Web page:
Rep. Henry Waxman, D-Calif., chairman of the Energy and Commerce Committee, is holding hearings this week on a wide-ranging climate change and energy bill that will likely become the blueprint for congressional and administration policy efforts.

-By Mark Peters, Dow Jones Newswires; 201-938-4604;

(Kevin Kingsbury contributed to this report.)

Remember Xcel isn’t too happy about the City of Red Wing intervening?  See “Xcel not a happy camper” from last month.

Maybe it’s because Red Wing has a stake in this, as host to Xcel’s Prairie Island nuclear generating plant.

Here we see that in Information Requests in the Prairie Island uprate and dry cask docket at the PUC, the City of Red Wing is asking the right questions:

Information Requests 19-29

Here’s a couple that I find extremely amusing, starting with IR-21:


or this one… IR-22:


and IR-23:


and IR-24:


Yes, we are having fun now.

I wonder… will they give the City of Red Wing a copy of EPRI’s “The TN-24P PWR Spent-Fuel Storage Cask: Testing and Analyses” report?  That’s EPRI report NP-5128.  Let’s see the results of that “Three Stooges” INEL unloading attempt where the assembly got stuck half out, half in, and wouldn’t move… HILARIOUS, I’ve never seen such a rip-snortin’ report, hard to read between the lines without busting a gut!

Once more, it’s David Morris, Institute for Local Self Reliance, telling it like it is.  The PUC process is long over do a complete revamping.  It is based on laws and rules that grew out of the 1970s-1980s transmission fights, and gave people a useful and meaningful way to participate in these proceedings.  But that’s gone, gone with the 2001 changes, gone with the 2005 Transmission Omnibus Bill from Hell, and we’re left with just about nothing.  In other states, there’s Intervenor Compensation which allows Intervenors the ability to pay for expert witnesses, there are free transcripts as a matter of course, and there’s encouragement and support of Intervenors, not a drive to push them out of the process that we see here, that we saw in this CapX proceeding, when the ALJ tried to boot out U-CAN; that we saw in the Excelsior Energy docket (scroll down to “Fourth Prehearing Order”).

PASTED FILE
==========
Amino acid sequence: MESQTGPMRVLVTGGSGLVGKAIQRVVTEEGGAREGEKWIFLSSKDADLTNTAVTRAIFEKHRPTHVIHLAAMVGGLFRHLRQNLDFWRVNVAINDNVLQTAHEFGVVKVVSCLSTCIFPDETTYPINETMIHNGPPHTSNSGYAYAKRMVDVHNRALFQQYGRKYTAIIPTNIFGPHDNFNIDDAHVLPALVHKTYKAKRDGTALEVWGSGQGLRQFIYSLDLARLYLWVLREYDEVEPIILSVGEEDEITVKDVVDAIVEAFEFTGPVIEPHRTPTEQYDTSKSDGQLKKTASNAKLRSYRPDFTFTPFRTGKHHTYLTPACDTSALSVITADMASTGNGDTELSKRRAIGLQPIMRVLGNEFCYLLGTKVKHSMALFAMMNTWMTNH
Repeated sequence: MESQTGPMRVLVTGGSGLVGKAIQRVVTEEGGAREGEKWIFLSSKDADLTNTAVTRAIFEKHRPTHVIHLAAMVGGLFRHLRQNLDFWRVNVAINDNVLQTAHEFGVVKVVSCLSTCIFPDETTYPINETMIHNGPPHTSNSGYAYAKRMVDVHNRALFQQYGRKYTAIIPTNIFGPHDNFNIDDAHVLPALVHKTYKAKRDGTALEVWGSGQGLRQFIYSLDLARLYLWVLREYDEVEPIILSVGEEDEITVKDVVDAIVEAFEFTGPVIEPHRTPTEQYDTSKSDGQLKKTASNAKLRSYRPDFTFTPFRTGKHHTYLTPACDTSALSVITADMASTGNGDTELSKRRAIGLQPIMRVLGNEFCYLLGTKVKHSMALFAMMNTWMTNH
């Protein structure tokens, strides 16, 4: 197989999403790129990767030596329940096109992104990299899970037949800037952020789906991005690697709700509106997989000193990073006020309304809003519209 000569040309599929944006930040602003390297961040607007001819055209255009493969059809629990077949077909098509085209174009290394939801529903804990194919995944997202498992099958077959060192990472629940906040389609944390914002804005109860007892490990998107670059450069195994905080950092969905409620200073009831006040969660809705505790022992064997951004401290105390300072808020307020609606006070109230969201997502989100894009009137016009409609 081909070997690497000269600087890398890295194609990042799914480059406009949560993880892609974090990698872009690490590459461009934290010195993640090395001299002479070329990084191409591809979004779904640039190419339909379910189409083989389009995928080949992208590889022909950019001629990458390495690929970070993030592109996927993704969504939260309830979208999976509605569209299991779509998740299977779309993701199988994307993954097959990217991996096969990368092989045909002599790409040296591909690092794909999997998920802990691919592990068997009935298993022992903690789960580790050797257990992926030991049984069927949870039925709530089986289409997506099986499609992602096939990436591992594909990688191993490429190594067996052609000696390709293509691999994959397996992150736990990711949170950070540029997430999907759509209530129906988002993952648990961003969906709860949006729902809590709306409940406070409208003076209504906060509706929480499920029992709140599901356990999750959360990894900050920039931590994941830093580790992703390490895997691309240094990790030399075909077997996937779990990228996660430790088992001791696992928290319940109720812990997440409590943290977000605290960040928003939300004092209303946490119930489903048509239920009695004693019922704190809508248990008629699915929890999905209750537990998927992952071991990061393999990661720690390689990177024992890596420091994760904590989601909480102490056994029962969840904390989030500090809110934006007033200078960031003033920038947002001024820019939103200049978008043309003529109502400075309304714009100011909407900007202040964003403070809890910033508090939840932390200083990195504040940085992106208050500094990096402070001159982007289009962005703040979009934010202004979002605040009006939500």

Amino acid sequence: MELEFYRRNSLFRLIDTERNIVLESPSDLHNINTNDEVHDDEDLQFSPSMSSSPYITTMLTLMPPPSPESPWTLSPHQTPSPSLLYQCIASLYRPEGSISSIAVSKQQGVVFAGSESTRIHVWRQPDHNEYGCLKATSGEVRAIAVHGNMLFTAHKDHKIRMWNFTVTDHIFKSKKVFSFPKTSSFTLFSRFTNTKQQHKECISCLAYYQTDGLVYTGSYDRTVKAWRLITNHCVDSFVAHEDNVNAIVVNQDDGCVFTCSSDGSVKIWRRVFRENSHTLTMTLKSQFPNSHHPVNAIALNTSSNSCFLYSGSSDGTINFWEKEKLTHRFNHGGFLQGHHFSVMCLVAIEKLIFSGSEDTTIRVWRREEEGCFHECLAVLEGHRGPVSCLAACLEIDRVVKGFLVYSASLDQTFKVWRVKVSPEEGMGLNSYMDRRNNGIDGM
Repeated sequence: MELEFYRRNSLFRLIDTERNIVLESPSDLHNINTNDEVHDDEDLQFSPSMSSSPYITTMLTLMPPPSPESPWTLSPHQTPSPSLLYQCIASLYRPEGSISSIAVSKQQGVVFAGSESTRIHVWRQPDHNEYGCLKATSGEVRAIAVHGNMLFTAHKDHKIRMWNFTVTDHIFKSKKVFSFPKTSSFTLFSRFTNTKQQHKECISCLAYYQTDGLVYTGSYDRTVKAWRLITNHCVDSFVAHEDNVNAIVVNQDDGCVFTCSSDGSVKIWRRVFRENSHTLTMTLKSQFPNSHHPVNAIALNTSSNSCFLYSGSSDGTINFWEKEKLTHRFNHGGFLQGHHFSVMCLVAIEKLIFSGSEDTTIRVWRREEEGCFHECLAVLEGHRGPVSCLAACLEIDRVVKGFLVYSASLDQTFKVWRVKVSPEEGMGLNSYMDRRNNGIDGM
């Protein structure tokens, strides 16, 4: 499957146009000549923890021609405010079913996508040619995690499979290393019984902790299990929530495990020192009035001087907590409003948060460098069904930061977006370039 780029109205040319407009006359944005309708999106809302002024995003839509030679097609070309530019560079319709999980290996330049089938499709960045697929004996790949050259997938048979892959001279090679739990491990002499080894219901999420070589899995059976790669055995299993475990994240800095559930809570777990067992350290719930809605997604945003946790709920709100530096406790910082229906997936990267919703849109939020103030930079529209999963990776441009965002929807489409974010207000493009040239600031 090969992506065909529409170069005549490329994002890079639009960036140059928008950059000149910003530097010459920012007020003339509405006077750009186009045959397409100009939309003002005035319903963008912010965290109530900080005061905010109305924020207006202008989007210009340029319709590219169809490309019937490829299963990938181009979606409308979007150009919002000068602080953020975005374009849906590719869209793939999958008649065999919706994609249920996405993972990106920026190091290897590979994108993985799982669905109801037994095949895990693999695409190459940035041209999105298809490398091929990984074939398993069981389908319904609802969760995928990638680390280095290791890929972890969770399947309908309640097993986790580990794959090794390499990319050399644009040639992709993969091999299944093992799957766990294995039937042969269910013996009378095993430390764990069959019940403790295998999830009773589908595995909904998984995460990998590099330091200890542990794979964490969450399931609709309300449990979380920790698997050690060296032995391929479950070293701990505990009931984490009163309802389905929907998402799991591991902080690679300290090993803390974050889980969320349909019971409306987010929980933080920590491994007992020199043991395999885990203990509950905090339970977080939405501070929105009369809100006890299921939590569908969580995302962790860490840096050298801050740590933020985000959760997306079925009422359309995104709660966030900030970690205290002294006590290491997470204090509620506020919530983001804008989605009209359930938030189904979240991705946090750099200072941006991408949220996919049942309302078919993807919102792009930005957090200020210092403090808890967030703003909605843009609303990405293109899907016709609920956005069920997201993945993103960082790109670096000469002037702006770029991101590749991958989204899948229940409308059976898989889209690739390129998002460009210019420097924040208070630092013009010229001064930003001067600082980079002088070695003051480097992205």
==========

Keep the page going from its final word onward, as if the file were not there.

David Morris: If it’s citizens vs. utilities, utilities win

The PUC has an approval process that stacks the deck against the public.


Last update: April 23, 2009 – 6:50 PM

A few days ago, the Minnesota Public Utilities Commission (PUC) approved a massive high-voltage transmission project known as CapX that will cost Minnesotans an amount equal to the projected biennial state budget deficit and four times the total bill to taxpayers for the Twins and Gophers stadiums.

With respect to the stadiums, Minnesotans were able to actively participate in the decisions, both directly and indirectly through elected representatives. Both those in favor and those opposed to using tax dollars to pay for the stadiums engaged in a spirited public debate. The Legislature is currently just as vigorously debating ways it can eliminate the budget deficit.

The PUC process, on the other hand, is much more hostile to citizen participation and influence. Indeed, the deck is stacked against the average citizen. Utilities have a virtually unlimited budget to argue their positions — a budget they raise from their ratepayers. Citizens, on the other hand, must raise their own money, and lots of it, to participate effectively.

The rules under which the PUC operates are established by the Legislature. Utility lobbyists are powerful there. But they’re not all-powerful. Thus, over the years, Minnesotans have been able to enact rules to help level the playing field for citizens. For example, the law requires the PUC to reject an application to build a large power plant or a high-voltage transmission line unless the utility proves it is needed to improve reliability or meet increased demand or achieve renewable-energy goals. As part of the application, the utility is expected to thoroughly and completely explore alternatives to its proposal, including no-build options. The burden of proof on whether a project is needed rests with the utilities.